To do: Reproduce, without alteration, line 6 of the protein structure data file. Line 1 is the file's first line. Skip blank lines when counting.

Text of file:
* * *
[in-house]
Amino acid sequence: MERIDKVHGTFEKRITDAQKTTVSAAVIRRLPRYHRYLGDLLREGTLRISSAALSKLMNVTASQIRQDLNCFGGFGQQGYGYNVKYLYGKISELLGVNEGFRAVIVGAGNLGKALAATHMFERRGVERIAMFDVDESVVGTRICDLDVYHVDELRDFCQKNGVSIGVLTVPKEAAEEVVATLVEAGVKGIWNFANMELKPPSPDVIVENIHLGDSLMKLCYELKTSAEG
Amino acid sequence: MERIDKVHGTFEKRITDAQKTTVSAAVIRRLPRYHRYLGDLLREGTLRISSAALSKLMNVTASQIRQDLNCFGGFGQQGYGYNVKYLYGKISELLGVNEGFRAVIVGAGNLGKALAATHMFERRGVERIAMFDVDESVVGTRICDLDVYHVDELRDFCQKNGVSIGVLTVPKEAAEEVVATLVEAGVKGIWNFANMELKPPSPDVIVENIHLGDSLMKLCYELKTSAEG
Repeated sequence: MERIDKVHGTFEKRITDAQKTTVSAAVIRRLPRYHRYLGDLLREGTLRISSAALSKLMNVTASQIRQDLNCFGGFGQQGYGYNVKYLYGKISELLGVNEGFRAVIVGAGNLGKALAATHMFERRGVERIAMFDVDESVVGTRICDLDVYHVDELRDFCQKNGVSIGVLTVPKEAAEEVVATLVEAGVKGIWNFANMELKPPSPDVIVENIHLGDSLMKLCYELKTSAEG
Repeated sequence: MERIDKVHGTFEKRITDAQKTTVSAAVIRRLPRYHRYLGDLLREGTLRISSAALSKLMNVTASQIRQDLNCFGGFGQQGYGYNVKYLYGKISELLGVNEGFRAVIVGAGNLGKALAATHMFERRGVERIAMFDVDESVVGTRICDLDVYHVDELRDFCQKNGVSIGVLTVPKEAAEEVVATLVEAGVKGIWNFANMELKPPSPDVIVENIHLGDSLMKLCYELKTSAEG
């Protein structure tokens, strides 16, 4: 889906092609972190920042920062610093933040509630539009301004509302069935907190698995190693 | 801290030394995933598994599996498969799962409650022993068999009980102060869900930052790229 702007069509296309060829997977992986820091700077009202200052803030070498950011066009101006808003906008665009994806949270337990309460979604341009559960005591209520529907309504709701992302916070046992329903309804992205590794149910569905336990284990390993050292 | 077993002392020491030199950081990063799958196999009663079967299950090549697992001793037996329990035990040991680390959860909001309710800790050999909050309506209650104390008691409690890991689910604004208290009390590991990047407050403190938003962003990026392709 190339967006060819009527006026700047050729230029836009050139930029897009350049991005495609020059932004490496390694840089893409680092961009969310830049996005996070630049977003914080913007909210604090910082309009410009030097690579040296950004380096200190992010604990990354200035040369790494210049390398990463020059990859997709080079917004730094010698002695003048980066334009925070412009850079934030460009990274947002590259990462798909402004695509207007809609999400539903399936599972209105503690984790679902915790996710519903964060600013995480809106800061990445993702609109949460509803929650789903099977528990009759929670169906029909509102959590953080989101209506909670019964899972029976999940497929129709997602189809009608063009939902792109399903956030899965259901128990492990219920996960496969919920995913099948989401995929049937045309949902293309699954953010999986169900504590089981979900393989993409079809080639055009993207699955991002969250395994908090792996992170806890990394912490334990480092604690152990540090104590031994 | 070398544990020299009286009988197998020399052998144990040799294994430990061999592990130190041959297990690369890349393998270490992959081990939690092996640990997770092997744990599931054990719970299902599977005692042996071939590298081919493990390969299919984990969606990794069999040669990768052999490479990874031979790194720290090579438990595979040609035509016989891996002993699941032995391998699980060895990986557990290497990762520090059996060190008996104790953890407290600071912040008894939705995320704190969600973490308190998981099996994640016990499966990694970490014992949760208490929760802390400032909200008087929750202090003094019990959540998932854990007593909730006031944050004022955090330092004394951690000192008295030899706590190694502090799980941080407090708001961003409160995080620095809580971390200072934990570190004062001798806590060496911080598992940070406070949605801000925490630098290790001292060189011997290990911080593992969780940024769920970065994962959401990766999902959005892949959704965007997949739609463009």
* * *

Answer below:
């Protein structure tokens, strides 16, 4: 889906092609972190920042920062610093933040509630539009301004509302069935907190698995190693 | 801290030394995933598994599996498969799962409650022993068999009980102060869900930052790229 702007069509296309060829997977992986820091700077009202200052803030070498950011066009101006808003906008665009994806949270337990309460979604341009559960005591209520529907309504709701992302916070046992329903309804992205590794149910569905336990284990390993050292 | 077993002392020491030199950081990063799958196999009663079967299950090549697992001793037996329990035990040991680390959860909001309710800790050999909050309506209650104390008691409690890991689910604004208290009390590991990047407050403190938003962003990026392709 190339967006060819009527006026700047050729230029836009050139930029897009350049991005495609020059932004490496390694840089893409680092961009969310830049996005996070630049977003914080913007909210604090910082309009410009030097690579040296950004380096200190992010604990990354200035040369790494210049390398990463020059990859997709080079917004730094010698002695003048980066334009925070412009850079934030460009990274947002590259990462798909402004695509207007809609999400539903399936599972209105503690984790679902915790996710519903964060600013995480809106800061990445993702609109949460509803929650789903099977528990009759929670169906029909509102959590953080989101209506909670019964899972029976999940497929129709997602189809009608063009939902792109399903956030899965259901128990492990219920996960496969919920995913099948989401995929049937045309949902293309699954953010999986169900504590089981979900393989993409079809080639055009993207699955991002969250395994908090792996992170806890990394912490334990480092604690152990540090104590031994 | 070398544990020299009286009988197998020399052998144990040799294994430990061999592990130190041959297990690369890349393998270490992959081990939690092996640990997770092997744990599931054990719970299902599977005692042996071939590298081919493990390969299919984990969606990794069999040669990768052999490479990874031979790194720290090579438990595979040609035509016989891996002993699941032995391998699980060895990986557990290497990762520090059996060190008996104790953890407290600071912040008894939705995320704190969600973490308190998981099996994640016990499966990694970490014992949760208490929760802390400032909200008087929750202090003094019990959540998932854990007593909730006031944050004022955090330092004394951690000192008295030899706590190694502090799980941080407090708001961003409160995080620095809580971390200072934990570190004062001798806590060496911080598992940070406070949605801000925490630098290790001292060189011997290990911080593992969780940024769920970065994962959401990766999902959005892949959704965007997949739609463009």